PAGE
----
3M 8 track Front

Left to right – Dale Manquen, Grover Helsley, Scotty Lyall
Upper – Bill Halverson, Wally at console, unknown
(Monterey Jazz Festival, 1966)

About this time I made a comment that it was great to have this chance to run as a backup in parallel with their Ampex 351 recorders. “Backup? What backup? The 3M is going to be our primary machine!” came the reply. I didn’t sleep for two days, worrying about this virgin machine that had my fingerprints all over the place. Was it really ready for action?

I remember that Grover and Bill were a bit apprehensive about this newfangled gadget. They doubted that they could ever do a reel changeover as fast as they could on an Ampex. I wasn’t a hotshot recording engineer, but at least I knew that changing reels on the 3M was duck soup. There were no mechanical brakes to fight and the threading path was very open. I challenged the boys to a race to see who could thread tape faster on the respective machines. I honestly don’t remember if I won the contest or not, but they saw that the threading was so simple and fast that their fears subsided. By the end of the Festival, they were both quickly threading the machine like experts. They also soon appreciated the ease of shuttling the tape to a cue point for a playback. Good thing they took over those task because I would have had a hard time since my fingers were crossed for the whole weekend!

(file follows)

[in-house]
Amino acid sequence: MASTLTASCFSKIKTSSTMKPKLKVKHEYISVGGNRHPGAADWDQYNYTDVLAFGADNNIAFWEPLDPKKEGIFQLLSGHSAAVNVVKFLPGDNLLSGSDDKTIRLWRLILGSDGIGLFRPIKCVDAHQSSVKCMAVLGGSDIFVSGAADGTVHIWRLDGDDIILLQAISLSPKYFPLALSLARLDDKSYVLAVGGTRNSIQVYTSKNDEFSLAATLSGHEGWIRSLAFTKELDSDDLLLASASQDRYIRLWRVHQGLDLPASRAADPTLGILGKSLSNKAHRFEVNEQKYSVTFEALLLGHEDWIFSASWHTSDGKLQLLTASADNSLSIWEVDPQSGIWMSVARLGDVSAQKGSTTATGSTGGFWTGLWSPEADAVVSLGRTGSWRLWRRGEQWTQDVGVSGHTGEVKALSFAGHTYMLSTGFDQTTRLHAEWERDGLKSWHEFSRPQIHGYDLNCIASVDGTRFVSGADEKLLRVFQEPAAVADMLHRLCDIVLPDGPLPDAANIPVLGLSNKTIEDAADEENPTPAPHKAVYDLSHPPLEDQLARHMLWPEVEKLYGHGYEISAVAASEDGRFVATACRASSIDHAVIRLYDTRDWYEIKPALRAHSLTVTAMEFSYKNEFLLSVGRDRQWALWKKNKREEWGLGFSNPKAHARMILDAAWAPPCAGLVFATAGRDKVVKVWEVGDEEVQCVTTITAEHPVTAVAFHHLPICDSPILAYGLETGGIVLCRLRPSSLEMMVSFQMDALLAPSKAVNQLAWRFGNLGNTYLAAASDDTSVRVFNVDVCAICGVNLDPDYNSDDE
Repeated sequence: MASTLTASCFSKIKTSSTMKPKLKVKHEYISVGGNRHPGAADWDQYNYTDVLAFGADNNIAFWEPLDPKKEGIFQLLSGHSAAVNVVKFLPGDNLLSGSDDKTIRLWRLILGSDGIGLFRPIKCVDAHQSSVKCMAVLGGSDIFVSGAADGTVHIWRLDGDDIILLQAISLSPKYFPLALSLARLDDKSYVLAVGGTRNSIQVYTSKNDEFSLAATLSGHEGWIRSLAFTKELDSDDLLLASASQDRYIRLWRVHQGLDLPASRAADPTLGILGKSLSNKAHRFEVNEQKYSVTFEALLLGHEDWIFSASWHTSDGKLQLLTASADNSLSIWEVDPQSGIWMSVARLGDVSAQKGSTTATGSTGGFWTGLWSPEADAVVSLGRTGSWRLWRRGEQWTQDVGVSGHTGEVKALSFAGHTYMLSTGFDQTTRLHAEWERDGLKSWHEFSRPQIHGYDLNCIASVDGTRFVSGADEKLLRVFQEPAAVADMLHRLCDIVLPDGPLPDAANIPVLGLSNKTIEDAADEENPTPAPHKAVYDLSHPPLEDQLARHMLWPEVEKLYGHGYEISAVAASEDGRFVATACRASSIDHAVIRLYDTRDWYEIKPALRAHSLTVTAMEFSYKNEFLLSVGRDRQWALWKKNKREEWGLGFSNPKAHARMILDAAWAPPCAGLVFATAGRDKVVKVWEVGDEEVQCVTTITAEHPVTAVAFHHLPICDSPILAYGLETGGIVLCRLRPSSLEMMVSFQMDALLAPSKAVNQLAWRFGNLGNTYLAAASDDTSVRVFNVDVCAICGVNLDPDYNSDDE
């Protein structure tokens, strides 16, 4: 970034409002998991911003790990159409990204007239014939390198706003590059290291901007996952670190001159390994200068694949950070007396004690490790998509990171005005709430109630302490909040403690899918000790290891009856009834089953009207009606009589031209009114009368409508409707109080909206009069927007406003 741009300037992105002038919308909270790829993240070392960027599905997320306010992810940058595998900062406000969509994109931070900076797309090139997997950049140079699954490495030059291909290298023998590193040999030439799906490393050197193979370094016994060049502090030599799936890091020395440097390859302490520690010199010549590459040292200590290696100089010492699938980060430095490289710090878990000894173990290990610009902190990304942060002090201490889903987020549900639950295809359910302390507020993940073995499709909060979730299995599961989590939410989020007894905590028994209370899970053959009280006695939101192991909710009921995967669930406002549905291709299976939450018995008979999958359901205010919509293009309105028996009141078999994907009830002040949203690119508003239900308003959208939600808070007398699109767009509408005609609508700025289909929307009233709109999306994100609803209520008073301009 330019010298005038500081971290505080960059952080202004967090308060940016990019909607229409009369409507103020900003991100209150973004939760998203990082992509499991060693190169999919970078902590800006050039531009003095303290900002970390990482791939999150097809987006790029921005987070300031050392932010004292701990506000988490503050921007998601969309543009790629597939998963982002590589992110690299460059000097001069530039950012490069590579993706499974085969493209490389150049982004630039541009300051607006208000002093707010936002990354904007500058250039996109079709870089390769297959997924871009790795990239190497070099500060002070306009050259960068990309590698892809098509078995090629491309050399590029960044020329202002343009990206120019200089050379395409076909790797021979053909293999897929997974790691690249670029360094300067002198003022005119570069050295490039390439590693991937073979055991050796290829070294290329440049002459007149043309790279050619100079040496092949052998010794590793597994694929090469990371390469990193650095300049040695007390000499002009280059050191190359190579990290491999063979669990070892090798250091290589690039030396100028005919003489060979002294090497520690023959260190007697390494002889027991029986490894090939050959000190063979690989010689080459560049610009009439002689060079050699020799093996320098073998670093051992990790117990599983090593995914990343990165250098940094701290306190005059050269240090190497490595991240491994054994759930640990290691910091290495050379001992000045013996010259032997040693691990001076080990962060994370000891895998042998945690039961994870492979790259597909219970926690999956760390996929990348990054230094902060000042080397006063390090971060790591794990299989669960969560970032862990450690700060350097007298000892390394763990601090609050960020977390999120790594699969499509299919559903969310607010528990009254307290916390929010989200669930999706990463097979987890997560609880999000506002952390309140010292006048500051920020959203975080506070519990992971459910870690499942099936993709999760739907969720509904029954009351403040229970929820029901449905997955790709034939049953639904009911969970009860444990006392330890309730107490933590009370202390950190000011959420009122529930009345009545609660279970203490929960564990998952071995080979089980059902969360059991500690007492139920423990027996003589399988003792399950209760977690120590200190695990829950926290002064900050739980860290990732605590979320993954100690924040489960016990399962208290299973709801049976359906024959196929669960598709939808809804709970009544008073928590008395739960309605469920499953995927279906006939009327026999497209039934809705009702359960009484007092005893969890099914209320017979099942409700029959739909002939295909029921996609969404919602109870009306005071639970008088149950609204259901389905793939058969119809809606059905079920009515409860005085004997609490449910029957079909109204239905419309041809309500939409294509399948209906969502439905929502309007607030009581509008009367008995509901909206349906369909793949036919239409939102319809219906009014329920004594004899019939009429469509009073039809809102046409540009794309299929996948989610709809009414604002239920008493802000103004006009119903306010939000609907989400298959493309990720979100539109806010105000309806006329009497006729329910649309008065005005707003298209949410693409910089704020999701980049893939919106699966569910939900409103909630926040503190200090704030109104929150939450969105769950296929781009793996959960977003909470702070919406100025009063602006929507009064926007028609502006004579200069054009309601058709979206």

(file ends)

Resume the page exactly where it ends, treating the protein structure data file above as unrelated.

monterey-wally-truck_400.jpg
Dale Manquen at the Monterey Jazz Festival, 1966
Enjoying a gormet lunch

The Festival was a great success. That year bandleader Don Ellis, a flugel horn player, burst upon the jazz scene, and we captured the moment on the 3M machine. I can remember doing playbacks from the 3M machine out of the back of the truck to all the band members after the show. It was absolutely thrilling.

Wally liked what he saw and heard, and he placed an order for an 8-track 1″ machine convertible to Dynatrack, with a set of portable cases. I was destined to moonlight for Wally on trips to San Diego (Mickey Finn’s), Hawaii (Beach Boys), Seattle (Bob Dylan), Lake Tahoe (Bill Cosby), Salt Lake City (the Monkees) and New York (the play “Boys in the Band”), usually accompanied by that first 3M 8-track.

Jack Mullin taught me about the design of tape recorders, but Wally taught me about how they got used. There is nothing like having a machine break down 15 minutes before the Beach Boys hit the stage at the Honolulu International Center to change your design philosophy to KISS, KEEP IT SIMPLE (and easy to repair quickly) STUPID. This was the beginning of the trail that eventually led to the conception of the 3M M56 16-track recorder.

Wally and Jack, thank you. God bless both of you.